This week at the Diplomat I take a look at the USS Gerald Ford:
The USS Nimitz (CVN-68), the name ship of the most numerous class of aircraft carriers since the World War II-era Essex, was laid down in 1968. George H. W. Bush (CVN-77), the final carrier in the class, entered service in 2009. Many of the carrier’s escorts, including the California and Virginia-class cruisers and the Spruance-class destroyers, went through their entire production runs and life cycles during the Nimitz production run. The last ship of the Nimitz-class may not leave service until the 2060s. It’s hardly hyperbole to suggest that the Nimitz and her sisters have set the standard of maritime primacy for longer than any other single class of warships in modern history.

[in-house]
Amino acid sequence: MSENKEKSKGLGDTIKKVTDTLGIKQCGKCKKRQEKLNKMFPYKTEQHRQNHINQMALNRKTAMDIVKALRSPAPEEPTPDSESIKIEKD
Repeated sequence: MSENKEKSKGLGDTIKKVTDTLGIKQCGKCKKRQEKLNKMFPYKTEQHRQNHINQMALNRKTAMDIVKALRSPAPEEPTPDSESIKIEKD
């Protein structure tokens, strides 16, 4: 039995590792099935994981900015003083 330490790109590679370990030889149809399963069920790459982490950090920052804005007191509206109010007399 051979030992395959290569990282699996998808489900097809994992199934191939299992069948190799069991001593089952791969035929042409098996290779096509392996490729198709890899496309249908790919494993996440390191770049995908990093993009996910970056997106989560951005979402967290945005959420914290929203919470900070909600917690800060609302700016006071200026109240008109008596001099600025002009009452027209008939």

But as with any production run of extended length, the differences between the early and later ships are significant. The service-life extension program (SLEP) gave the U.S. Navy (USN) the opportunity to update the earlier ships, although Nimitz still differs considerably from George H.W. Bush. And rather than continue with the evolutionary process, the USN has decided to make a more substantial step into the Gerald R. Ford class.